Previous Non-Omicron SARS-CoV-2 Infection May Protect Against Infection of Omicron


Prior infection with SARS-CoV-2 decreased the risk of being reinfected with Omicron among unvaccinated and vaccinated individuals.

The Omicron variant of SARS-CoV-2 had a higher transmissibility and spread than any previous variant, even among countries with a high percentage of vaccinated individuals. To mitigate risk and Omicron spread, researchers examined previous infections, vaccination, and the risk of Omicron, in a study published in JAMA Network Open.

Researchers found that hybrid protection—prior SARS-CoV-2 infection and vaccination—could best reduce the risk of Omicron, at almost 50%. Among unvaccinated individuals, those who were previously infected with severe SARS-CoV-2 infections had more protection against reinfection of Omicron.

“Overall, strong and sustained protection from prior heterologous infection against severe Omicron outcomes, including the absence of Omicron-associated deaths among survivors of prior infection, seems to be a common interpretation across the few available studies to date, including ours,” the study authors wrote.

Prior SARS-CoV-2 infection reduced the risk of hospitalization from Omicron by 80%. This percent increased to 94% in those with a hybrid protection of 2 doses, and 97% with hybrid protection of 3 doses.

Researchers conducted a test-negative case-control study to examine the protectiveness of a previous non-Omicron SARS-CoV-2 infection against reinfection of Omicron. The researchers also looked at the protectiveness of 3 doses of an ancestral, Wuhan-like messenger RNA (mRNA) vaccine on participants who had/had not previous heterologous non-Omicron SARS-CoV-2 infection.

Among a cohort of 696,439 patients, researchers identified 4.2% of case participants who were previously infected with a SARS-CoV-2 variant that was not Omicron and 6.3% of the control group participants were infected with a non-Omicron strain.

After looking at the laboratory-confirmed cases and stratifying analyses by severity and time since primary infection and/or vaccine dose, researchers found that the risk of being reinfected with Omicron was reduced by 44% among nonvaccinated and prior infected individuals.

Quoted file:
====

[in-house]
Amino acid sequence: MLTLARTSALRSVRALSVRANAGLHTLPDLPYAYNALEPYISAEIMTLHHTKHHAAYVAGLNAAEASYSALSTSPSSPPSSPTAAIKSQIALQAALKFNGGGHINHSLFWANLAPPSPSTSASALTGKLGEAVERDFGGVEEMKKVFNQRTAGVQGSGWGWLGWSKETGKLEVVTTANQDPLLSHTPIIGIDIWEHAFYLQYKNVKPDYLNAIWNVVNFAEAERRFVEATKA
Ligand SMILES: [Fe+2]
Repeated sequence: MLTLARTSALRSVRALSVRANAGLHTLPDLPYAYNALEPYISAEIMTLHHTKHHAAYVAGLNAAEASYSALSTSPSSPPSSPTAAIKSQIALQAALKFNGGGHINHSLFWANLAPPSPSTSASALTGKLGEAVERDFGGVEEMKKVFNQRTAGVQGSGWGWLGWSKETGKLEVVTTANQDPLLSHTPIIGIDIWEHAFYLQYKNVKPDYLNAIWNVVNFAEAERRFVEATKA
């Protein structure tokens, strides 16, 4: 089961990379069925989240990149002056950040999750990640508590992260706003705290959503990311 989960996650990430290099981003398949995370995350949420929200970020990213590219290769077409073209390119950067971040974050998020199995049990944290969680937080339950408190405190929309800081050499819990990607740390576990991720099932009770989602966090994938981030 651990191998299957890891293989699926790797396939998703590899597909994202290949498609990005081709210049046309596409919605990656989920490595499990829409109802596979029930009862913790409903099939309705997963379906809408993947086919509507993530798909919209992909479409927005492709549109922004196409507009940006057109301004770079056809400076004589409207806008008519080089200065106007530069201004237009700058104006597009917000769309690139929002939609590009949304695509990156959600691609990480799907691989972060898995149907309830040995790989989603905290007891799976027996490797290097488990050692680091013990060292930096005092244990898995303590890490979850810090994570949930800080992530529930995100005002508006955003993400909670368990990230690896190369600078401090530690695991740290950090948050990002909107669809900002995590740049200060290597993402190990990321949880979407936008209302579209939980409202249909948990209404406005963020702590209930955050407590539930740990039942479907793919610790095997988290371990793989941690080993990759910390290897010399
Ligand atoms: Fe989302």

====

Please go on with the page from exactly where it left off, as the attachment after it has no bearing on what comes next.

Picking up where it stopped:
Vaccinated individuals had better odds against reinfection with Omicron and protection increased with each new vaccination. Participants who were previously infected with SARS-CoV-2 and received 1 dose of the vaccine had a 65% reduced rate of reinfection with Omicron. Having 2 doses lowered the risk of reinfection by 68% and 3 doses reduced the risk by a median of 83%.

“Prior infection improved vaccine protection (and vice versa) during the Omicron period,” the study authors wrote.

Individuals who were not previously infected with SARS-CoV-2 but who received vaccine doses decreased their risk by 20%, 42%, and 73% with each respective increase in dose.

The study has limitations, particularly because researchers are believed to have underestimated the protection of prior infections. Additionally, the data may have lower sensitivity to estimation biases. Finally, the study authors excluded specimens from revaccinated individuals within 90 days of doses 2 and 3.

“The findings of this study suggest that vaccination with 2 or 3 mRNA vaccine doses among individuals with prior heterologous SARS-CoV-2 infection provided the greatest protection against Omicron-associated hospitalization,” the study authors wrote.


Carazo, Sara, Skowronski, Danuta, Brisson, Marc, et al. Estimated Protection of Prior SARS-CoV-2 Infection Against Reinfection With the Omicron Variant Among Messenger RNA–Vaccinated and Nonvaccinated Individuals in Quebec, Canada. JAMA Netw Open. 2022;5(10):e2236670. doi:10.1001/jamanetworkopen.2022.36670

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